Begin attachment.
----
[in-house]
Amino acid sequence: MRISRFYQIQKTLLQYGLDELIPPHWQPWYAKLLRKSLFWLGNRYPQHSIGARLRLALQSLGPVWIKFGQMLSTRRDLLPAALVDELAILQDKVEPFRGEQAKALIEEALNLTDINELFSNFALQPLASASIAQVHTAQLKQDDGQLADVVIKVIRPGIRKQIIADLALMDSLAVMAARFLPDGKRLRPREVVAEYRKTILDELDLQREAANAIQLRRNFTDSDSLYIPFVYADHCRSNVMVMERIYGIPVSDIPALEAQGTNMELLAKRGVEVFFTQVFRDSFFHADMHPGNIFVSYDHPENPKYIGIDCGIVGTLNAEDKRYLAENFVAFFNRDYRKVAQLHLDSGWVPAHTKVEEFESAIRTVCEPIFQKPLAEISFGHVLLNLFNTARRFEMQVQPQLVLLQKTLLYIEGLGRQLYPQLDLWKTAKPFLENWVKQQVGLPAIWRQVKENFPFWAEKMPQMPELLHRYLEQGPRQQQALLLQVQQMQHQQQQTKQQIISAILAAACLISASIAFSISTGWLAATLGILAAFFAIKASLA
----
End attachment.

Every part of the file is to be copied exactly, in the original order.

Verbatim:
[in-house]
Amino acid sequence: MRISRFYQIQKTLLQYGLDELIPPHWQPWYAKLLRKSLFWLGNRYPQHSIGARLRLALQSLGPVWIKFGQMLSTRRDLLPAALVDELAILQDKVEPFRGEQAKALIEEALNLTDINELFSNFALQPLASASIAQVHTAQLKQDDGQLADVVIKVIRPGIRKQIIADLALMDSLAVMAARFLPDGKRLRPREVVAEYRKTILDELDLQREAANAIQLRRNFTDSDSLYIPFVYADHCRSNVMVMERIYGIPVSDIPALEAQGTNMELLAKRGVEVFFTQVFRDSFFHADMHPGNIFVSYDHPENPKYIGIDCGIVGTLNAEDKRYLAENFVAFFNRDYRKVAQLHLDSGWVPAHTKVEEFESAIRTVCEPIFQKPLAEISFGHVLLNLFNTARRFEMQVQPQLVLLQKTLLYIEGLGRQLYPQLDLWKTAKPFLENWVKQQVGLPAIWRQVKENFPFWAEKMPQMPELLHRYLEQGPRQQQALLLQVQQMQHQQQQTKQQIISAILAAACLISASIAFSISTGWLAATLGILAAFFAIKASLA